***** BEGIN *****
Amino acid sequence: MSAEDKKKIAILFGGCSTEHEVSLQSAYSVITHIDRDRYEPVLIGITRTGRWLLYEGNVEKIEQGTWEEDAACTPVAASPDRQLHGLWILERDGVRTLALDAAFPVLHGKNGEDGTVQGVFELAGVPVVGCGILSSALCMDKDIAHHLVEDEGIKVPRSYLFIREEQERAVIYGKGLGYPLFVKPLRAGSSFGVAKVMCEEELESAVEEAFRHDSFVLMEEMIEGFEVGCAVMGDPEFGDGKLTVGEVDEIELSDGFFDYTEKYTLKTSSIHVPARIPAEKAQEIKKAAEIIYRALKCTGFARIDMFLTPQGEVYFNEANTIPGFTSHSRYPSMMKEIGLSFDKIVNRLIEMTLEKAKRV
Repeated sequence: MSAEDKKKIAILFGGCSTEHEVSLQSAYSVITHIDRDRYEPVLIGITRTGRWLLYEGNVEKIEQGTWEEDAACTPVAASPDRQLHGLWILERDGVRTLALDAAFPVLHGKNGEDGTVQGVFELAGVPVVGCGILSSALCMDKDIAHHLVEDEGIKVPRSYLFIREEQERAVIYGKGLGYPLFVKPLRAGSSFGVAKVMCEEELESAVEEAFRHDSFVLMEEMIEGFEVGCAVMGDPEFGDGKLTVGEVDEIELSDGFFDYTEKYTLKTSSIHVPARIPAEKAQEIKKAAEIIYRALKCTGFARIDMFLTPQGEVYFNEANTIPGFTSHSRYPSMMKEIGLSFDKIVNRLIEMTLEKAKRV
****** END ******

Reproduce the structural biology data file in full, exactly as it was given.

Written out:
Amino acid sequence: MSAEDKKKIAILFGGCSTEHEVSLQSAYSVITHIDRDRYEPVLIGITRTGRWLLYEGNVEKIEQGTWEEDAACTPVAASPDRQLHGLWILERDGVRTLALDAAFPVLHGKNGEDGTVQGVFELAGVPVVGCGILSSALCMDKDIAHHLVEDEGIKVPRSYLFIREEQERAVIYGKGLGYPLFVKPLRAGSSFGVAKVMCEEELESAVEEAFRHDSFVLMEEMIEGFEVGCAVMGDPEFGDGKLTVGEVDEIELSDGFFDYTEKYTLKTSSIHVPARIPAEKAQEIKKAAEIIYRALKCTGFARIDMFLTPQGEVYFNEANTIPGFTSHSRYPSMMKEIGLSFDKIVNRLIEMTLEKAKRV
Repeated sequence: MSAEDKKKIAILFGGCSTEHEVSLQSAYSVITHIDRDRYEPVLIGITRTGRWLLYEGNVEKIEQGTWEEDAACTPVAASPDRQLHGLWILERDGVRTLALDAAFPVLHGKNGEDGTVQGVFELAGVPVVGCGILSSALCMDKDIAHHLVEDEGIKVPRSYLFIREEQERAVIYGKGLGYPLFVKPLRAGSSFGVAKVMCEEELESAVEEAFRHDSFVLMEEMIEGFEVGCAVMGDPEFGDGKLTVGEVDEIELSDGFFDYTEKYTLKTSSIHVPARIPAEKAQEIKKAAEIIYRALKCTGFARIDMFLTPQGEVYFNEANTIPGFTSHSRYPSMMKEIGLSFDKIVNRLIEMTLEKAKRV